Sunday, March 22, 2009

The “Exchange Provision”: A little inside baseball

A lot of the things I spend my day doing don’t appear in my blog. They are simply too boring to write about. Even the most devoted reader doesn’t want to hear about my conversations with bankers and accountants. But once in awhile something that starts out looking boring is really a big deal, and worth thinking about even if it takes a little extra work. The “Exchange Provision” of the American Recovery and Reinvestment Act (“ARRA”) is one of those things. You remember ARRA, it’s that enormous bill Congress passed and President Obama signed back at the beginning of February. ARRA was supposed to start the economy working again.

One part of the economy that hasn’t been working is the affordable housing market. Most affordable housing is funded by federal tax credits, which the federal government passes out to the states and the states in turn pass them out to affordable housing developers. Affordable housing developers then “sell” them to corporations that want tax breaks (“sell” is in quotes because the transaction is more complicated than a simple sale, but that’s the effect). The money the affordable housing developers get from selling the tax credits provides enough equity to make the project work.

For example, to build CityWalk@Akard, we got a little more than $12 million in tax credits and we sold those tax credits for a little more than $11 million. That gave us a big enough down payment to borrow the rest of the money that we couldn’t raise and begin construction.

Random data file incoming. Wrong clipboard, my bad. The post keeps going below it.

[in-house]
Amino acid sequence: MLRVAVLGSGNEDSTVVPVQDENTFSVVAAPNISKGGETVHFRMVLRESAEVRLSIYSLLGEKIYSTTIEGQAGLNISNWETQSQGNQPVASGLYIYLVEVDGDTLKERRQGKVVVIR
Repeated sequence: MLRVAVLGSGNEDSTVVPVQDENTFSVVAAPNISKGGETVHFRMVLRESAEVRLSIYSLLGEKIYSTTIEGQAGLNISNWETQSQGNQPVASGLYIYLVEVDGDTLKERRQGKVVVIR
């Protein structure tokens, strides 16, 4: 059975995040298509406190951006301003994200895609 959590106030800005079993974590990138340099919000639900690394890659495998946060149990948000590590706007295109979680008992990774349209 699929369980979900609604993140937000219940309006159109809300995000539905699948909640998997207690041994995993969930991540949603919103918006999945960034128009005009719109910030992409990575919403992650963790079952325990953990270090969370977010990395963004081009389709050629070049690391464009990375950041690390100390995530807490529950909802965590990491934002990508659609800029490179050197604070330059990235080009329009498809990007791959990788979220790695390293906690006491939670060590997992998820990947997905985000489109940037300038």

But right now you can barely give tax credits away. Hardly any corporation is making a profit; so they don’t pay taxes; so they don’t need our tax credits. New deals aren’t happening and hardly any of the deals awarded tax credits last year are working out.

So, back to ARRA, Congress provided a remedy. States are allowed to trade in tax credits for $.85 on the dollar in real money. That would make a big difference to many of us. Central Dallas CDC has $3.9 million worth of tax credits that we are going to get about $1.9 million in cash for. We sold them for $.50 on the dollar, as opposed to the $.92 we got last year, and even at that price we are the envy of everyone in the business for how good that deal is. If the State of Texas would send those credits back to the federal government for money, then we would get an additional $1.4 million for our project. That money would mean we could offer some additional first rate services to our tenants—mental health care, job training, etc. Or build more housing with the money.

But the State of Texas has taken the position that it can’t trade in those tax credits for money because a couple of years ago when the legislature wrote the rules for tax credits, it didn’t put in any provisions for trading the tax credits for money. I don’t how the Texas legislature was supposed to prepare for a law that didn’t exist yet, but that’s the logic.

That looks like dubious legal thinking to me, but anyway the Texas legislature is in session and could pass whatever laws we need right now! Every other state is going to trade its tax credits for real money. Texans pay federal taxes. Let’s get the same benefit as everyone else; put people to work; make jobs; build affordable housing; get the economy moving!

A friend of mine said this is like trying to save money by going out to eat with a group and ordering a salad while everyone else has steak and drinks wine—and then agreeing to split the bill equally.

We have to pay our share. We should demand equal benefits for Texans!

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